• Inactivated 5 March 1946 at Camp Butner, North Carolina.
  • Activated 6 July 1948 at Fort Ord, California.
  • Redesignated 1 April 1957 as Headquarters and Headquarters Battery, 4th Infantry Division Artillery.
  • Inactivated 15 December 1995 at Fort Carson, Colorado.
  • Activated 16 January 1996 at Fort Hood, Texas.
  • Redesignated 15 December 2004 as Headquarters and Headquarters Battery, 4th Fires Brigade.

Campaign Participation Credit[]

  • World War I: Aisne-Marne; St. Mihiel; Meuse-Argonne; Champagne 1918; Lorrain 1918
  • World War II: Normandy; Northern France; Rhineland; Ardennes-Alsace; Central Europe
  • Vietnam: Counteroffensive, Phase II; Counteroffensive, Phase III; Tet Counteroffensive; Counteroffensive, Phase IV; Counteroffensive, Phase V; Counteroffensive, Phase VI; Tet 69/Counteroffensive; Summer-Fall 1969; Winter-Spring 1970; Sanctuary Counteroffensive; Counteroffensive, Phase VII
  • War on Terrorism: Campaigns to be Determined

Decorations[]

  • Belgian Fourragere 1940 (Headquarters and Headquarters Battery, 4th Infantry Division Artillery, cited; DA GO 43, 1950)
  • Cited in the Order of the Day of the Belgian Army for action in Belgium (Headquarters and Headquarters Battery, 4th Infantry Division Artillery, cited; DA GO 43, 1950)
  • Cited in the Order of the Day of the Belgian Army for action in the Ardennes (Headquarters and Headquarters Battery, 4th Infantry Division Artillery, cited; DA GO 43, 1950)
  • Republic of Vietnam Cross of Gallantry with Palm, Streamer embroidered VIETNAM 1966–1969 (Headquarters and Headquarters Battery, 4th Infantry Division Artillery, cited; DA GO 3, 1970)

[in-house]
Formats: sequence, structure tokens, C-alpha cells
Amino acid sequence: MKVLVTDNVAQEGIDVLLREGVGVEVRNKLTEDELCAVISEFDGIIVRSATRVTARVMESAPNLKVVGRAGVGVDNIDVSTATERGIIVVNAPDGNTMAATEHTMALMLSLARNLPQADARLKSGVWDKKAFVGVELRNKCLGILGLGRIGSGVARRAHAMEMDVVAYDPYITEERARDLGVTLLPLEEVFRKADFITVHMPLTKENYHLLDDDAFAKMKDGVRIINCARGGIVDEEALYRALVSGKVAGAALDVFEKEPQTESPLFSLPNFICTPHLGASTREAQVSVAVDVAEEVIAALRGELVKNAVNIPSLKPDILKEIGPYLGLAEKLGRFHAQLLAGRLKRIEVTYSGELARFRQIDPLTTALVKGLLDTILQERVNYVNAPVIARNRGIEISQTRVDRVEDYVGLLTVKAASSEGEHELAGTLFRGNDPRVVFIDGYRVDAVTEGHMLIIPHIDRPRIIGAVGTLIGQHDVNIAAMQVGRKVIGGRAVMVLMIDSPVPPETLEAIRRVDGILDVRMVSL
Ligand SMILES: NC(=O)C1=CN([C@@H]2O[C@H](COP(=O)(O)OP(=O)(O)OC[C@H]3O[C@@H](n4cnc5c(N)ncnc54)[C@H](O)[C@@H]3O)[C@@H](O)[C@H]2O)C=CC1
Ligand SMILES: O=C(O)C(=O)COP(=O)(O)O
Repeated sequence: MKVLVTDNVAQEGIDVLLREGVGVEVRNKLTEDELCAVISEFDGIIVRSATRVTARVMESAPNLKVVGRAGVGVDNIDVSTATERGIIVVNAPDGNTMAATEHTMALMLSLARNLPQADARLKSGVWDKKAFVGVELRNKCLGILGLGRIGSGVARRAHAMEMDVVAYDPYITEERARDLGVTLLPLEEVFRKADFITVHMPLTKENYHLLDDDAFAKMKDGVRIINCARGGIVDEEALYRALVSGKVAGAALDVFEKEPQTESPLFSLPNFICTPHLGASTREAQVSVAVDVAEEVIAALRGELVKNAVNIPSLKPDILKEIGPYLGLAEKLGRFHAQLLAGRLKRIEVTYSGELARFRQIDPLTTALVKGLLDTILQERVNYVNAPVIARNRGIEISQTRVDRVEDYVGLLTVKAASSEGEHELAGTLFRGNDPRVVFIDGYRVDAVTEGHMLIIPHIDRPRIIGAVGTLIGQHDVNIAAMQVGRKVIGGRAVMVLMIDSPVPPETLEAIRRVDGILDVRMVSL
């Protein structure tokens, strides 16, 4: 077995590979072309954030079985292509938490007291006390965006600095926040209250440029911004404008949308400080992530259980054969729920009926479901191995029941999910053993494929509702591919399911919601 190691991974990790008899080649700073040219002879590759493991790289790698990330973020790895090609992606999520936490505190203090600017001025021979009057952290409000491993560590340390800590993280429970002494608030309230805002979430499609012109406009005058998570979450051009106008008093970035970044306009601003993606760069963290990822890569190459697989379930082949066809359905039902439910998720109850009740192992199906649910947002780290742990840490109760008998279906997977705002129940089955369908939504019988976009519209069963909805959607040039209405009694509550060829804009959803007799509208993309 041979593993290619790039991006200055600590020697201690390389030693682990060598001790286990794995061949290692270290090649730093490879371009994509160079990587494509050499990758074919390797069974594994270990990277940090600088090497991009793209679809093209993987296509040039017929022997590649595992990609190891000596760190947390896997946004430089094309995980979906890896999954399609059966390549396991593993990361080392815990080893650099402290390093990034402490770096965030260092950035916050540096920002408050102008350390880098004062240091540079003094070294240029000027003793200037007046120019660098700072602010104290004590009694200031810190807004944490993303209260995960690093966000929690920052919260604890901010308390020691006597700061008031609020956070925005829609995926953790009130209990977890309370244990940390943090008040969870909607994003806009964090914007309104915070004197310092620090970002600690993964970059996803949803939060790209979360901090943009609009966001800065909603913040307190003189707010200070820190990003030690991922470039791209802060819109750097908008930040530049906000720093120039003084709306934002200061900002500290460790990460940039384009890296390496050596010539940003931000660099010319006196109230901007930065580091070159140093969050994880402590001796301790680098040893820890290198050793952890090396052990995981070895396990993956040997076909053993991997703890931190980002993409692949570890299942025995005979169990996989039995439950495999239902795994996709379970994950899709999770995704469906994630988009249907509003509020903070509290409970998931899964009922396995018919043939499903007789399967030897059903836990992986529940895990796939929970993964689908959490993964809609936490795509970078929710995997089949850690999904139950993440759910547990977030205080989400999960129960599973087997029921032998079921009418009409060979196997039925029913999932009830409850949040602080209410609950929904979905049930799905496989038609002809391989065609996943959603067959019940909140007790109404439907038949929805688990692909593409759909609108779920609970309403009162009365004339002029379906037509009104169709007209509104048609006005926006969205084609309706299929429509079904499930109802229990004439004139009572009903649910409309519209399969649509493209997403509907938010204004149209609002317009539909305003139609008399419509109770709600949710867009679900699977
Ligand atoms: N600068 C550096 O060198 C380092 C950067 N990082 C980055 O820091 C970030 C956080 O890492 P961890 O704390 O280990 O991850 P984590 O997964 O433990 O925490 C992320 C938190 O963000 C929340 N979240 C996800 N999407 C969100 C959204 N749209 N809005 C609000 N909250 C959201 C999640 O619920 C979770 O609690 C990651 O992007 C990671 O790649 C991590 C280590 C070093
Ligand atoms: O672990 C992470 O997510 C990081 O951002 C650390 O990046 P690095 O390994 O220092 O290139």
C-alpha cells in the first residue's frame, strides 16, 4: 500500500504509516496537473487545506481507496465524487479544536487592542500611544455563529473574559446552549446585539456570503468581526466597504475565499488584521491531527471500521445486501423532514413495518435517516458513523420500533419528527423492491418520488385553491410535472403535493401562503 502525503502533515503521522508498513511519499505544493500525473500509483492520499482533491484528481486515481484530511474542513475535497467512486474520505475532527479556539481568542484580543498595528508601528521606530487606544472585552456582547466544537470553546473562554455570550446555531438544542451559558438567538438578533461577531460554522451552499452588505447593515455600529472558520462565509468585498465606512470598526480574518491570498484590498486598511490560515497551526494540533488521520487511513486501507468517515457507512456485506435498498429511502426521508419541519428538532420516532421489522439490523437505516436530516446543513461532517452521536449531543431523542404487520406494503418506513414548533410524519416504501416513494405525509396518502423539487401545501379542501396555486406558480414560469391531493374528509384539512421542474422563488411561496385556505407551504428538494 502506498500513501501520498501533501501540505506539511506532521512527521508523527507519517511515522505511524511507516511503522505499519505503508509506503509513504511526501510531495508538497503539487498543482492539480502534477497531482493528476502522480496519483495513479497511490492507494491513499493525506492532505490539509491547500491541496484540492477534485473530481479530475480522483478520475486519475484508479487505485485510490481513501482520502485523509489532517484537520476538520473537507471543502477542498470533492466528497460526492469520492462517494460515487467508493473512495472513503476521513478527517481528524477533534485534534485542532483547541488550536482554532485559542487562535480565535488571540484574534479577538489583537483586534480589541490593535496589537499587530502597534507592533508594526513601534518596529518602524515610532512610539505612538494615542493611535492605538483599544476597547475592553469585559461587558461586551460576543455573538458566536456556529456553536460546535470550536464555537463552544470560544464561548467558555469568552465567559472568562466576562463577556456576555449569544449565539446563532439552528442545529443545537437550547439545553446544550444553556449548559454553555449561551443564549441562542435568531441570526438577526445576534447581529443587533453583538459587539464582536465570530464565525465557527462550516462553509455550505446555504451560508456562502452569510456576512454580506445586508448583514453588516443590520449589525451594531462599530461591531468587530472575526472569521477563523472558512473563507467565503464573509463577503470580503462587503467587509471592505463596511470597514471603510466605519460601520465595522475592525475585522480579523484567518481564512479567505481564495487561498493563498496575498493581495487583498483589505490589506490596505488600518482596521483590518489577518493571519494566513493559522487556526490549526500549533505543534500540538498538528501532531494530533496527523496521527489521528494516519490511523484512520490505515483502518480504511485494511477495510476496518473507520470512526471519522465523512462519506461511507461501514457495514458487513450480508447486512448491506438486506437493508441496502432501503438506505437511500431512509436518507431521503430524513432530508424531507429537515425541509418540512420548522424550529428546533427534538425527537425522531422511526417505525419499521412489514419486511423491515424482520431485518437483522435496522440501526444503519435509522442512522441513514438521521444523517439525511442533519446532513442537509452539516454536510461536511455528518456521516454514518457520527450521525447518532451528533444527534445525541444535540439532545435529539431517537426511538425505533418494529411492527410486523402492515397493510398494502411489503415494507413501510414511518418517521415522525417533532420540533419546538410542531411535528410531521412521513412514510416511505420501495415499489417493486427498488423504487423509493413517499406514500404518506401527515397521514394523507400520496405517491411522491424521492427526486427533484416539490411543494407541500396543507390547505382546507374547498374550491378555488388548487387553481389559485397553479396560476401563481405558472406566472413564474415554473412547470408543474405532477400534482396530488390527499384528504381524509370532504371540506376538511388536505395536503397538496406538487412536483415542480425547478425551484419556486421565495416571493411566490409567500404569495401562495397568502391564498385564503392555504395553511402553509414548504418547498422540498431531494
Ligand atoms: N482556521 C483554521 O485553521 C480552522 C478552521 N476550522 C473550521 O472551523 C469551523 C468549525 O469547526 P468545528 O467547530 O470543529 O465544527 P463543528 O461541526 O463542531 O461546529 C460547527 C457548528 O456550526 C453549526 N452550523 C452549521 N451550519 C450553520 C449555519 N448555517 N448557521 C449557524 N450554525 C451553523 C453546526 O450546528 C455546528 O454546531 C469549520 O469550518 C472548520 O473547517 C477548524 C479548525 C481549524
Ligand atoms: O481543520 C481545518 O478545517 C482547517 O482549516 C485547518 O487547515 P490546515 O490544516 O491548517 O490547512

• Republic of Vietnam Civil Action Honor Medal, First Class, Streamer embroidered VIETNAM 1966–1969 (Headquarters and Headquarters Battery, 4th Infantry Division Artillery, cited; DA GO 53, 1970)

References[]

  1. “Silhouettes of Steel: 1st Armored Division Artillery,” Field Artillery HQDA PB 6-89-6 (December 1989): 23.
  2. “Silhouettes of Steel: 1st Armored Division Artillery,” Field Artillery HQDA PB 6-90-6 (December 1990): 17.
  3. “Silhouettes of Steel: 1st Armored Division Artillery,” Field Artillery HQDA PB 6-91-6 (December 1991): 16.
  4. “Silhouettes of Steel: 1st Armored Division Artillery,” Field Artillery HQDA PB 6-92-6 (December 1992): 17.
  5. “Silhouettes of Steel: 4th Infantry Division (Mechanized) Artillery,” Field Artillery HQDA PB 6-04-5 (November–December 2004): 33.
  6. "'It Looked Weird and Felt Wrong'". Washington Post. 24 July 2006. http://www.washingtonpost.com/wp-dyn/content/article/2006/07/23/AR2006072300495_pf.html. Retrieved 21 May 2011. 

External links[]